Pest of the Month – White Grubs

White grubs are immature scarab beetles. They hatch from eggs laid in the soil, have three larval instars, and also pupate in the soil. The third instar is often the most damaging and may be present in the soil the longest. The adults are rarely turf pests, but some may feed on tree leaves or make mounds in the soil. White grubs may have one or more generations each year in Florida.

Signs of Infestation

When white grubs feed on grass roots, the grass gradually thins, yellows, and dies. This makes the grass feel soft and spongy. Scattered, irregular, brown patches of grass appear, which increase in size over time. The root injury reduces the turf’s ability to take up water and nutrients and withstand drought stress. Heavily infested grass pulls up easily.

In addition, white grubs attract moles, raccoons, armadillos, and birds, which can make an already damaged area look worse. However, these animals may be interested in earthworms or other insects besides grubs. Large numbers of dark-colored, parasitic wasps with yellowish to white stripes on their abdomens that hover over the lawn on sunny days in the summer or fall may also be a sign of infestation. Sample the area to confirm that a white grub problem really exists.

Life Cycles

The masked chafers have 2 generations each year throughout Florida, and the first generation is the most damaging. Adults are tan, about 5/8 inch long, and slightly smaller than May/June beetles. Adults fly from April to June and again in August and September. They are attracted to lights at night, but do not feed. Adults lay their eggs in the top inch or two of soil, often in small clusters. Small grubs hatch from the eggs and feed on grass roots. Most damage occurs from the first generation by July or August. The raster pattern is indistinct and does not have any rows of short, thick hairs. They pupate in earthen cells.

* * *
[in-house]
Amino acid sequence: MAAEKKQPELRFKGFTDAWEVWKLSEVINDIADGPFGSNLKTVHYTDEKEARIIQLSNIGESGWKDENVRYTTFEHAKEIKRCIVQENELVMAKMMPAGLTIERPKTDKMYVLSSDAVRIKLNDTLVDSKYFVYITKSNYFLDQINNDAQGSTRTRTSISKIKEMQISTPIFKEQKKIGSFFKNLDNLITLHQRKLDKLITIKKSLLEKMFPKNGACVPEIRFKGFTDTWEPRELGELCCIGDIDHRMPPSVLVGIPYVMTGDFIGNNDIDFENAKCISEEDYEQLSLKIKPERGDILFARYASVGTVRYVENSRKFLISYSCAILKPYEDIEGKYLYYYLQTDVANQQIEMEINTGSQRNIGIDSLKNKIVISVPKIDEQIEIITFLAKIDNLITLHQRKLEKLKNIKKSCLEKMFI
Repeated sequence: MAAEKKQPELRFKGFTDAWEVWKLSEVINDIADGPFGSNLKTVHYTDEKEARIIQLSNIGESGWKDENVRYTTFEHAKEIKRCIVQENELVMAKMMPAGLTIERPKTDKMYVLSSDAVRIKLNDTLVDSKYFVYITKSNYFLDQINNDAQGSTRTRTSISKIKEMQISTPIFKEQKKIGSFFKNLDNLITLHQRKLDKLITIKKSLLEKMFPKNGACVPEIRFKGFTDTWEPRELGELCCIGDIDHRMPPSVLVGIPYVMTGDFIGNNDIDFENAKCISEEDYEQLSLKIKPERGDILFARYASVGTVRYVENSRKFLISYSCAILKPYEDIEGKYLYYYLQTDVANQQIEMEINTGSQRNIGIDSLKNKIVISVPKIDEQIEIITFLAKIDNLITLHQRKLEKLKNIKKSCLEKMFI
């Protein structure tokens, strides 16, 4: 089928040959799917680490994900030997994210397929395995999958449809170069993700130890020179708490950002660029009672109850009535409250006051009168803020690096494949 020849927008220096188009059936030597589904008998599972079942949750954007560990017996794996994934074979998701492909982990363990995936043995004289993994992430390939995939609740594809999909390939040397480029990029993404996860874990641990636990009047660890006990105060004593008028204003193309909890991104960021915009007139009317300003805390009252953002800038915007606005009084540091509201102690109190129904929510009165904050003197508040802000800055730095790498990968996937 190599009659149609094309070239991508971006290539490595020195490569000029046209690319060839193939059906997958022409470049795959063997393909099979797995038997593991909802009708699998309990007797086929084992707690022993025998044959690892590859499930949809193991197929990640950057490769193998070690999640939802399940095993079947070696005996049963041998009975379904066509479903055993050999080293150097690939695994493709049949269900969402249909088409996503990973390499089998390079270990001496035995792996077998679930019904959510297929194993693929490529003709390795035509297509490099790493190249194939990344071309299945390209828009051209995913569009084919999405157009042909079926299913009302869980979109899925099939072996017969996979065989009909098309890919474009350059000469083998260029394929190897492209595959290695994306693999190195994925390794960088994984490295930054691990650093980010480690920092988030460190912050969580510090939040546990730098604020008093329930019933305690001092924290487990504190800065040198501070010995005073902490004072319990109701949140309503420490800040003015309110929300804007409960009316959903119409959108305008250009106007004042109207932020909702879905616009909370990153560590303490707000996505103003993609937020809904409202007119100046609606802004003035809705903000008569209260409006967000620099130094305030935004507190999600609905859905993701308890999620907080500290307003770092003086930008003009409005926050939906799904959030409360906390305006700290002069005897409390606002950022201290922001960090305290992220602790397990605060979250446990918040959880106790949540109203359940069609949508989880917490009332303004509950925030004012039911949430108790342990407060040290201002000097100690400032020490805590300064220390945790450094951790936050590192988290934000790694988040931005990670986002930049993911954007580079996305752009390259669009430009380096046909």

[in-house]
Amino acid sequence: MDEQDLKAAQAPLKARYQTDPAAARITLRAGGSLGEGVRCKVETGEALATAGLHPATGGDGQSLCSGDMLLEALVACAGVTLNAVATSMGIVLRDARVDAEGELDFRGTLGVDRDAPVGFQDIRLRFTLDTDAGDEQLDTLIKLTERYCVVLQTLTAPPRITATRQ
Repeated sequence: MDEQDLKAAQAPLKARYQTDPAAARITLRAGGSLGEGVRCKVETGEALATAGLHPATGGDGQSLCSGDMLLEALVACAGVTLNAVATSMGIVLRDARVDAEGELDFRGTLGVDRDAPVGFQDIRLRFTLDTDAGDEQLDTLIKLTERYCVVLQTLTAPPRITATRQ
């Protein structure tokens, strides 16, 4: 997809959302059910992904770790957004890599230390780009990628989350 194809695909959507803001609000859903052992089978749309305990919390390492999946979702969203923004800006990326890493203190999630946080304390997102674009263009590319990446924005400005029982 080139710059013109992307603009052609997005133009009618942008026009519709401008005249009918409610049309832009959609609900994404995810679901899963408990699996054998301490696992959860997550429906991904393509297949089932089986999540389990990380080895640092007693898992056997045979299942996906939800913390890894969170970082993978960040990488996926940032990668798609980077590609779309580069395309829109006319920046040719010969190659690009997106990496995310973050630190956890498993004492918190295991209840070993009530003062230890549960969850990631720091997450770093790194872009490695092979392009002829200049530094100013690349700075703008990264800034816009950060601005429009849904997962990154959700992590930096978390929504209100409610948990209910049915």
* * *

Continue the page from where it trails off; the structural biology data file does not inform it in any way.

Sugarcane grubs have a 1 year life cycle. The grubs attack sugarcane, most warm season turf grasses, and some ornamental plant roots. Peak adult emergence occurs in May and June in southern Florida, but may begin in April and end in late July. Eggs are white and round. Small grubs are dark gray and whiten as they grow. Third instar (mature) grubs are present and feeding from September to late spring, and are nearly 2 inches long. The larvae have rusty-red colored head capsules, and their raster pattern looks similar to that of masked chafers. Pupae are tan-colored. Adult beetles are about 1 inch long, and are nearly black, with tiny horns behind the head (on the pronotum). This species is most damaging along the Gulf and Atlantic Coasts. A sister species, T. cuniculus, is increasing in abundance in southeastern Florida. The larvae look nearly identical to sugarcane grubs, but the adults are present every month of the year, with greater activity during the summer. These adults are more hairy than sugarcane grub adults.

We do grub preventative treatments in May and June that last throughout the grub season. Call us today to schedule your lawn treatment and have guaranteed protection against these pests.